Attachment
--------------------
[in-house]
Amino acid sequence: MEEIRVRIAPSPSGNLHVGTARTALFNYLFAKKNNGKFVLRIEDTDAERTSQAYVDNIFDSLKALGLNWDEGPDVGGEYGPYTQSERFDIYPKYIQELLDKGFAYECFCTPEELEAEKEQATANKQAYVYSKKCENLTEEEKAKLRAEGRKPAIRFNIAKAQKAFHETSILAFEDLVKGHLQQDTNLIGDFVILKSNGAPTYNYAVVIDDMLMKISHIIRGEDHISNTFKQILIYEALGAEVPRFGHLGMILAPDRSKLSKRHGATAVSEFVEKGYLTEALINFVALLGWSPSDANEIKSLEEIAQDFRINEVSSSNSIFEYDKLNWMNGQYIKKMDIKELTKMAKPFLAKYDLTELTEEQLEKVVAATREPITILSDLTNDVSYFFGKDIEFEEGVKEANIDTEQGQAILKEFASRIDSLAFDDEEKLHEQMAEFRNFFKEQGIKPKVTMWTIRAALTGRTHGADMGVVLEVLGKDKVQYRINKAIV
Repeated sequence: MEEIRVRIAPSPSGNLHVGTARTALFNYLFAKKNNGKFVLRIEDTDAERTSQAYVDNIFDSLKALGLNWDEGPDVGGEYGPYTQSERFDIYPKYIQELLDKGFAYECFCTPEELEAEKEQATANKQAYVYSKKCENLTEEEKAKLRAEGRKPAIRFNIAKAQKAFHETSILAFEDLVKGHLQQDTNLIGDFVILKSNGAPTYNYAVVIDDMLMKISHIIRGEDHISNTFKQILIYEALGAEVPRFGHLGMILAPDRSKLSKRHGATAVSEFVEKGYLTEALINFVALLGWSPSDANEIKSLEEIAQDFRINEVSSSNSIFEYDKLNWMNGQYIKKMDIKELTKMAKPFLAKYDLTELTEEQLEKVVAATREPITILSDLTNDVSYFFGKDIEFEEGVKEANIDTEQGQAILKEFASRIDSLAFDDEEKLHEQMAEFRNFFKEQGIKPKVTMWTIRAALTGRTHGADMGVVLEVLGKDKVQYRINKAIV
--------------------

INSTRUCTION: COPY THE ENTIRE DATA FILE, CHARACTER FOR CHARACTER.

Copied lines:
[in-house]
Amino acid sequence: MEEIRVRIAPSPSGNLHVGTARTALFNYLFAKKNNGKFVLRIEDTDAERTSQAYVDNIFDSLKALGLNWDEGPDVGGEYGPYTQSERFDIYPKYIQELLDKGFAYECFCTPEELEAEKEQATANKQAYVYSKKCENLTEEEKAKLRAEGRKPAIRFNIAKAQKAFHETSILAFEDLVKGHLQQDTNLIGDFVILKSNGAPTYNYAVVIDDMLMKISHIIRGEDHISNTFKQILIYEALGAEVPRFGHLGMILAPDRSKLSKRHGATAVSEFVEKGYLTEALINFVALLGWSPSDANEIKSLEEIAQDFRINEVSSSNSIFEYDKLNWMNGQYIKKMDIKELTKMAKPFLAKYDLTELTEEQLEKVVAATREPITILSDLTNDVSYFFGKDIEFEEGVKEANIDTEQGQAILKEFASRIDSLAFDDEEKLHEQMAEFRNFFKEQGIKPKVTMWTIRAALTGRTHGADMGVVLEVLGKDKVQYRINKAIV
Repeated sequence: MEEIRVRIAPSPSGNLHVGTARTALFNYLFAKKNNGKFVLRIEDTDAERTSQAYVDNIFDSLKALGLNWDEGPDVGGEYGPYTQSERFDIYPKYIQELLDKGFAYECFCTPEELEAEKEQATANKQAYVYSKKCENLTEEEKAKLRAEGRKPAIRFNIAKAQKAFHETSILAFEDLVKGHLQQDTNLIGDFVILKSNGAPTYNYAVVIDDMLMKISHIIRGEDHISNTFKQILIYEALGAEVPRFGHLGMILAPDRSKLSKRHGATAVSEFVEKGYLTEALINFVALLGWSPSDANEIKSLEEIAQDFRINEVSSSNSIFEYDKLNWMNGQYIKKMDIKELTKMAKPFLAKYDLTELTEEQLEKVVAATREPITILSDLTNDVSYFFGKDIEFEEGVKEANIDTEQGQAILKEFASRIDSLAFDDEEKLHEQMAEFRNFFKEQGIKPKVTMWTIRAALTGRTHGADMGVVLEVLGKDKVQYRINKAIV